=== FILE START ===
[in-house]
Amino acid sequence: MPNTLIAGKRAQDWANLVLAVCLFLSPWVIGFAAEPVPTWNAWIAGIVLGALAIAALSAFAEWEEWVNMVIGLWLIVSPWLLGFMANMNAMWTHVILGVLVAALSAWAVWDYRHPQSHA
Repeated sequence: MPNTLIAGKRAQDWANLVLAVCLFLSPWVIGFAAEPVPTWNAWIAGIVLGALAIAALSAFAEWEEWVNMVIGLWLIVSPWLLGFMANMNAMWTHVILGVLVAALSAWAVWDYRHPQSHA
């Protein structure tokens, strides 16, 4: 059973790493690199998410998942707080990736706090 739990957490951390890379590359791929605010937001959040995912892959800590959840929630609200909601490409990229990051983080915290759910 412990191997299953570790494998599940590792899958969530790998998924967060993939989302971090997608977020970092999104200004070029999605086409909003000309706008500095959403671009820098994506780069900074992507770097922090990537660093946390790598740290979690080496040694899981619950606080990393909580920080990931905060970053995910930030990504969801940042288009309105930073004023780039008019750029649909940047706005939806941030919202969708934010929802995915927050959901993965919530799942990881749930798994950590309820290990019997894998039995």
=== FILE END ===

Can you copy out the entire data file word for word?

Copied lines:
[in-house]
Amino acid sequence: MPNTLIAGKRAQDWANLVLAVCLFLSPWVIGFAAEPVPTWNAWIAGIVLGALAIAALSAFAEWEEWVNMVIGLWLIVSPWLLGFMANMNAMWTHVILGVLVAALSAWAVWDYRHPQSHA
Repeated sequence: MPNTLIAGKRAQDWANLVLAVCLFLSPWVIGFAAEPVPTWNAWIAGIVLGALAIAALSAFAEWEEWVNMVIGLWLIVSPWLLGFMANMNAMWTHVILGVLVAALSAWAVWDYRHPQSHA
């Protein structure tokens, strides 16, 4: 059973790493690199998410998942707080990736706090 739990957490951390890379590359791929605010937001959040995912892959800590959840929630609200909601490409990229990051983080915290759910 412990191997299953570790494998599940590792899958969530790998998924967060993939989302971090997608977020970092999104200004070029999605086409909003000309706008500095959403671009820098994506780069900074992507770097922090990537660093946390790598740290979690080496040694899981619950606080990393909580920080990931905060970053995910930030990504969801940042288009309105930073004023780039008019750029649909940047706005939806941030919202969708934010929802995915927050959901993965919530799942990881749930798994950590309820290990019997894998039995």